Our basket of brilliant reviews this week includes Sarah M. Broom on Chimamanda Ngozi Adichie’s Notes on Grief, Imani Perry on Richard Wright’s The Man Who Lived Underground, John Banville on Richard Greene’s The Unquiet Englishman, Sigrid Nunez on Jhumpa Lahiri’s Whereabouts, and Lauren Oyler on Torrey Peters’ Detransition, Baby.
“…lays a path by which we might mourn our individual traumas among the aggregate suffering of this harrowing time. Our guide, Adichie, is uncloaked, full of ‘wretched, roaring rage,’ teaching us within the space of this work how to gather our disparate selves and navigate the still-raging pandemic. In doing this, she tells a global story of this moment, while mapping how her writerly voice, in particular, came to be … this intimate work implores, jerks us out of callousness, moves grief closer, right under our noses: Death and dying are still everywhere … Adichie knows to train her eye on what lingers … In the texture of many of these sentences you can almost feel where the writer has resisted bearing down with her refining tools—language and memory—so as to allow her emotional reality to remain splintered and sharp … Naming, Adichie knows, is a powerful inheritance, and a summoning. Some of the most affecting moments are when the author uses her native tongue to call her father by various nicknames … It is hard not to wish for more from Adichie, to know how she might contend with this loss over time, but what we have here will have to be enough for now. She is, in this work, ‘callow and unformed,’ and that may be the point … Over the course of these 30 fragments, we witness a shift in perspective, an assurance that whatever comes next will never have been created before. This may be true of Adichie’s work just as it may be true of where we all find ourselves in days to come.”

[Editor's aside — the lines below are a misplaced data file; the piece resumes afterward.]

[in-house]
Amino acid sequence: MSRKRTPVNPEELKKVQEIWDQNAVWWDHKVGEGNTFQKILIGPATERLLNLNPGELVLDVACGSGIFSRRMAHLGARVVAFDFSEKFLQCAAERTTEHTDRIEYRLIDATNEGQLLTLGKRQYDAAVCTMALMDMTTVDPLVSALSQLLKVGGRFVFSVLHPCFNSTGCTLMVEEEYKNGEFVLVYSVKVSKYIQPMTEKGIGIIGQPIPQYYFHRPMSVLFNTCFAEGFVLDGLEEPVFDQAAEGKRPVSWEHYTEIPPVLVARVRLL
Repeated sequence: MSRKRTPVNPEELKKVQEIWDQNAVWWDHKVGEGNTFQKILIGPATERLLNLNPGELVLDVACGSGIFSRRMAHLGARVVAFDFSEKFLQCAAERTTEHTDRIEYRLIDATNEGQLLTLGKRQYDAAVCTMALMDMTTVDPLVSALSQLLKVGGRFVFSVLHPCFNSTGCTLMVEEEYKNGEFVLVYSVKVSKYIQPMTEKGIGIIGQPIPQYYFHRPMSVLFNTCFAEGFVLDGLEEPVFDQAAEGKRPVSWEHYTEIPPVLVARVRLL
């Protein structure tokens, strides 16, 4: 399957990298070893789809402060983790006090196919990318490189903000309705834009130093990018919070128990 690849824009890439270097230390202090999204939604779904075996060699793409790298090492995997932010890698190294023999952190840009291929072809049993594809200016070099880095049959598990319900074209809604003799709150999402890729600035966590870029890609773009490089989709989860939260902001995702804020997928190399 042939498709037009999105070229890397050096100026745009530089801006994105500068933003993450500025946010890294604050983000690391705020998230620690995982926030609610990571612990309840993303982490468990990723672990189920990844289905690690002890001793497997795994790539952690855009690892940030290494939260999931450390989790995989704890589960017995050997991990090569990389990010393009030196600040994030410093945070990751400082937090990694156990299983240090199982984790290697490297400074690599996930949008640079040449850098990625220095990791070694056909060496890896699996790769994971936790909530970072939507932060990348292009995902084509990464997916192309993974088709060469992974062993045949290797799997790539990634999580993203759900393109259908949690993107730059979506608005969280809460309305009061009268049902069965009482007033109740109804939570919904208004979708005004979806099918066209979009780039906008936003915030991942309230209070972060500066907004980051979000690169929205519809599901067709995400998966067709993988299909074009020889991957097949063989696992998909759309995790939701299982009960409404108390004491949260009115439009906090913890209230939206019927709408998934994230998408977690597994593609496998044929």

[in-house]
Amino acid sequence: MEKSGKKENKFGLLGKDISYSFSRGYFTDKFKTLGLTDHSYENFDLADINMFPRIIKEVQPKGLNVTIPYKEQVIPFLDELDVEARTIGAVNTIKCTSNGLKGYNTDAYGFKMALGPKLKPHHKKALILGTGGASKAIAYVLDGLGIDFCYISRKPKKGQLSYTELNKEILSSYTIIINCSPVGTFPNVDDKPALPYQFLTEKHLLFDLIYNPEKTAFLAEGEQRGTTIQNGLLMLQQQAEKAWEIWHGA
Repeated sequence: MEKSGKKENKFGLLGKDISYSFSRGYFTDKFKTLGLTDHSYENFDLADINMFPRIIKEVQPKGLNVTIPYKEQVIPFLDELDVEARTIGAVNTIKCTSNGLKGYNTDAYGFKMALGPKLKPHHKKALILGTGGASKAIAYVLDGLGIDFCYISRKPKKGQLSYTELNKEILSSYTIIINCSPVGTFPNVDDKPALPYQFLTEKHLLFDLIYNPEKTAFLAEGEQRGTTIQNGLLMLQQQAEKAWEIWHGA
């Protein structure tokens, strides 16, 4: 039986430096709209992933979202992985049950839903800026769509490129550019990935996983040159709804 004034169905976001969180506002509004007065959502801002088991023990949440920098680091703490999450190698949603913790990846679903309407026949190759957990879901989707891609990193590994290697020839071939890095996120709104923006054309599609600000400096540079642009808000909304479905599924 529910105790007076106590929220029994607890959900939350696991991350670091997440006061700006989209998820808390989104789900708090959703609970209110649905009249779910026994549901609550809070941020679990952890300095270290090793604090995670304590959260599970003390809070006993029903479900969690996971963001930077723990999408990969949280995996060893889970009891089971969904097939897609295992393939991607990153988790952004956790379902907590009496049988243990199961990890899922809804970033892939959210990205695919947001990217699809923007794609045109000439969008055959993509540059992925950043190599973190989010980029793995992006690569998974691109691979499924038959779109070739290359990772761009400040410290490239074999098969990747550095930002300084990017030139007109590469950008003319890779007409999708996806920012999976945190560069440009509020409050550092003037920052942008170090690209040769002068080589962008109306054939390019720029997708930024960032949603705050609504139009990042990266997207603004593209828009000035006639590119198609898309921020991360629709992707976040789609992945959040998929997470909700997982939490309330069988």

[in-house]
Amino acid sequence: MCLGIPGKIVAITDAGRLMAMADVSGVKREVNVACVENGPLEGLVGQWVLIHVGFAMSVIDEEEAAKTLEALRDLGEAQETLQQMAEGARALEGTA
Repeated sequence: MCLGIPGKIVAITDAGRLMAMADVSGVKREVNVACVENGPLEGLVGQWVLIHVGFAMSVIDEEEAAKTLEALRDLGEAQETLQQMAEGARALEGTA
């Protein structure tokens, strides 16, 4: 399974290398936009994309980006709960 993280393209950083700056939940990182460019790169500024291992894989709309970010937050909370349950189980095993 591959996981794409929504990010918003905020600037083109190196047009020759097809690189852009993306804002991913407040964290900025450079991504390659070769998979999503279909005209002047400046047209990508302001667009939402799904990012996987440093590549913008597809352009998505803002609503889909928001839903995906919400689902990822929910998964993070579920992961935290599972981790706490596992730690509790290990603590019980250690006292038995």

“Wright reached for the very core of the human condition in his portrait of growing up destitute in the Deep South during the early 20th century, and then making his way north: abundance everywhere and terrible hunger, tragedy mixed with the quotidian in the most disorienting ways. The experience he evoked might not have been every Black life, but it was indeed a part of Black life … Now that I’ve read The Man Who Lived Underground—a previously unpublished novel held in the Wright archives, also written in the early 1940s—I’m even more convinced that Wright deserves to be looked at with fresh eyes … Wright scripts a surreal reencounter with the world as seen through discovered cracks and doors that reveal hidden interiors … This isn’t the doctrinal Wright, warning us of the disasters that capitalism creates. This is an unmooring Wright, pushing us past the edge of social analysis and into madness … the novel is also a Protestant work, as much about God as it is about Black people … In Fred’s odyssey, which leads him back aboveground to confess to the crime he didn’t commit, Wright has him careen from rage at the pervasive burden of guilt to an embrace of it … Wright deserves sensitive reconsideration, especially now that so many of us have been proved naive in our belief that an honest rendering of Black people might lead to recognition of our existence in the universality of humanity … Wright tells an old story that still lives … He finds himself encountering the world, unfiltered by established terms of order, and acquires a tenderness for all people. In the end, his Black existence presents a particular window and a universal predicament—and a reminder: Surrounded by ghastly forces every day, we destroy life with our many idolatries and illusions.”